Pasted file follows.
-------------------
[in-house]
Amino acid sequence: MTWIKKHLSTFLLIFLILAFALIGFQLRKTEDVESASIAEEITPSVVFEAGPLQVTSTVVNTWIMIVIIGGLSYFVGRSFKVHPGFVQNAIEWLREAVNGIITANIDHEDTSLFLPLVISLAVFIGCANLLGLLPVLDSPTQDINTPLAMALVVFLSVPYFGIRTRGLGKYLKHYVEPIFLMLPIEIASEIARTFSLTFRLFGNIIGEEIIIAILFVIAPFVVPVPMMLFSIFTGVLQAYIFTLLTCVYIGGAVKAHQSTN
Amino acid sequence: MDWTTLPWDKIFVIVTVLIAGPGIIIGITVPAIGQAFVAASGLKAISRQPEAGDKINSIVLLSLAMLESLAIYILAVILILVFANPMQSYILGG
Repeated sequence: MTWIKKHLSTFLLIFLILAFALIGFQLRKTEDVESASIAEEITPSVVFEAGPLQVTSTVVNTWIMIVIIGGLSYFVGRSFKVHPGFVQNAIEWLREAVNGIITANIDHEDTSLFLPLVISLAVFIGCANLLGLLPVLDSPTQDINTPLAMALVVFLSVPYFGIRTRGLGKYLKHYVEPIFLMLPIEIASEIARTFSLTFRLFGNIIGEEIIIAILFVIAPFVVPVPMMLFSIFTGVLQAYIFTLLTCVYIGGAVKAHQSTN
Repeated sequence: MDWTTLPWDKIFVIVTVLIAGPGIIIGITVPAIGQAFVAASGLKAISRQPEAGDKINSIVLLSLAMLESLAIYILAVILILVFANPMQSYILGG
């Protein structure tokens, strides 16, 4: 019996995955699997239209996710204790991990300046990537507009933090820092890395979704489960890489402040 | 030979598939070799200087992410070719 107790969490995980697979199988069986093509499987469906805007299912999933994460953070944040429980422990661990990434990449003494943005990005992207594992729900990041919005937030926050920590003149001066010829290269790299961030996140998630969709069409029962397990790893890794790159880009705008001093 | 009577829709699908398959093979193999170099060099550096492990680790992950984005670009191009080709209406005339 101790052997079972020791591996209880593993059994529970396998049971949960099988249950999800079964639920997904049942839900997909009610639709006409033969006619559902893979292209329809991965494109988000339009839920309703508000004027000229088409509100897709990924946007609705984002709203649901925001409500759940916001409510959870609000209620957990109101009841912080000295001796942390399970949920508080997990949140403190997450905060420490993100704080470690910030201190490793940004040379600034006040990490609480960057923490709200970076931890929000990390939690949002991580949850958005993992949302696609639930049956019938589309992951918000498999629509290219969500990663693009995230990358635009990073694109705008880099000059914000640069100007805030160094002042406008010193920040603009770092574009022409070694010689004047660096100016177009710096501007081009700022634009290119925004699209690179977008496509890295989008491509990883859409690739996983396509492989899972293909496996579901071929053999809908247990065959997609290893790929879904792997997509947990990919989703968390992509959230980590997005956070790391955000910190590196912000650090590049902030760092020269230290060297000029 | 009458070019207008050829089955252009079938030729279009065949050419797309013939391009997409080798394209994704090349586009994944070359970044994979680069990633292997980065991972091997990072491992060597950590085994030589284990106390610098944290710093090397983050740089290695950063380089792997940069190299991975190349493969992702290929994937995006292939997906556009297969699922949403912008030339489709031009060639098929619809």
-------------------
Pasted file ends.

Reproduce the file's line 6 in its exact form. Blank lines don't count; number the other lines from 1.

């Protein structure tokens, strides 16, 4: 019996995955699997239209996710204790991990300046990537507009933090820092890395979704489960890489402040 | 030979598939070799200087992410070719 107790969490995980697979199988069986093509499987469906805007299912999933994460953070944040429980422990661990990434990449003494943005990005992207594992729900990041919005937030926050920590003149001066010829290269790299961030996140998630969709069409029962397990790893890794790159880009705008001093 | 009577829709699908398959093979193999170099060099550096492990680790992950984005670009191009080709209406005339 101790052997079972020791591996209880593993059994529970396998049971949960099988249950999800079964639920997904049942839900997909009610639709006409033969006619559902893979292209329809991965494109988000339009839920309703508000004027000229088409509100897709990924946007609705984002709203649901925001409500759940916001409510959870609000209620957990109101009841912080000295001796942390399970949920508080997990949140403190997450905060420490993100704080470690910030201190490793940004040379600034006040990490609480960057923490709200970076931890929000990390939690949002991580949850958005993992949302696609639930049956019938589309992951918000498999629509290219969500990663693009995230990358635009990073694109705008880099000059914000640069100007805030160094002042406008010193920040603009770092574009022409070694010689004047660096100016177009710096501007081009700022634009290119925004699209690179977008496509890295989008491509990883859409690739996983396509492989899972293909496996579901071929053999809908247990065959997609290893790929879904792997997509947990990919989703968390992509959230980590997005956070790391955000910190590196912000650090590049902030760092020269230290060297000029 | 009458070019207008050829089955252009079938030729279009065949050419797309013939391009997409080798394209994704090349586009994944070359970044994979680069990633292997980065991972091997990072491992060597950590085994030589284990106390610098944290710093090397983050740089290695950063380089792997940069190299991975190349493969992702290929994937995006292939997906556009297969699922949403912008030339489709031009060639098929619809």